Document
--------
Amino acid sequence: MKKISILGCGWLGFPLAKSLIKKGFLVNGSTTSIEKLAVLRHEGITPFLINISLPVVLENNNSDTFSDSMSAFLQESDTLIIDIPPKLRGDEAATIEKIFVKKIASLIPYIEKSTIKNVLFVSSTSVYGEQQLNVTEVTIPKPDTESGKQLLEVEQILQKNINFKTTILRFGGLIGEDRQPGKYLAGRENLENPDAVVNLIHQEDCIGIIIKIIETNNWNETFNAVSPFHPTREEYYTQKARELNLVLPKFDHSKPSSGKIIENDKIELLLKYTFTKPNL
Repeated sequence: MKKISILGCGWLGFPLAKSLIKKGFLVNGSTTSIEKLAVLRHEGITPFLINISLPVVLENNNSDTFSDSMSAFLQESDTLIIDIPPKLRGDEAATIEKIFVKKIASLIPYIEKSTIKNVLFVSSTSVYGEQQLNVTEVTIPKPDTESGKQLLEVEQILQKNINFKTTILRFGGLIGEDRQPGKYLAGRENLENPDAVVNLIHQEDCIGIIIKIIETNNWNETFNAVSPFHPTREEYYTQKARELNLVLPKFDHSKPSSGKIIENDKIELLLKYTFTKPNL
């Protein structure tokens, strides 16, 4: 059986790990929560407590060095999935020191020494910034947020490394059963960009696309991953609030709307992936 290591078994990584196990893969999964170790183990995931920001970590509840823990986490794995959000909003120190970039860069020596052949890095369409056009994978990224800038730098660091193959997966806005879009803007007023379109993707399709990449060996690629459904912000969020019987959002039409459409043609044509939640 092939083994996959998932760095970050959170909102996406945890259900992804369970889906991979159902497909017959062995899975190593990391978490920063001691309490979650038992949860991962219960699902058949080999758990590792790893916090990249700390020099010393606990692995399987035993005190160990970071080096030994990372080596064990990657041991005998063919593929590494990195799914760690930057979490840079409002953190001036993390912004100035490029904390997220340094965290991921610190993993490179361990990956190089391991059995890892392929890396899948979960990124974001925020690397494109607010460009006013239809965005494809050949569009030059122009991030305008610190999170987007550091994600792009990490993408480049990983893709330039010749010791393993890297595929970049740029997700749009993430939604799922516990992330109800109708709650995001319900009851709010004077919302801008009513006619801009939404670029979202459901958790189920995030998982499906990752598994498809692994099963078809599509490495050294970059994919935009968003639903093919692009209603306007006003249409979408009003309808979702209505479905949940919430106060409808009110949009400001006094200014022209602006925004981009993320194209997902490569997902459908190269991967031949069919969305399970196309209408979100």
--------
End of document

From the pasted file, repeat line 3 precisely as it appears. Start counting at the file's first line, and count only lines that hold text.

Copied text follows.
């Protein structure tokens, strides 16, 4: 059986790990929560407590060095999935020191020494910034947020490394059963960009696309991953609030709307992936 290591078994990584196990893969999964170790183990995931920001970590509840823990986490794995959000909003120190970039860069020596052949890095369409056009994978990224800038730098660091193959997966806005879009803007007023379109993707399709990449060996690629459904912000969020019987959002039409459409043609044509939640 092939083994996959998932760095970050959170909102996406945890259900992804369970889906991979159902497909017959062995899975190593990391978490920063001691309490979650038992949860991962219960699902058949080999758990590792790893916090990249700390020099010393606990692995399987035993005190160990970071080096030994990372080596064990990657041991005998063919593929590494990195799914760690930057979490840079409002953190001036993390912004100035490029904390997220340094965290991921610190993993490179361990990956190089391991059995890892392929890396899948979960990124974001925020690397494109607010460009006013239809965005494809050949569009030059122009991030305008610190999170987007550091994600792009990490993408480049990983893709330039010749010791393993890297595929970049740029997700749009993430939604799922516990992330109800109708709650995001319900009851709010004077919302801008009513006619801009939404670029979202459901958790189920995030998982499906990752598994498809692994099963078809599509490495050294970059994919935009968003639903093919692009209603306007006003249409979408009003309808979702209505479905949940919430106060409808009110949009400001006094200014022209602006925004981009993320194209997902490569997902459908190269991967031949069919969305399970196309209408979100």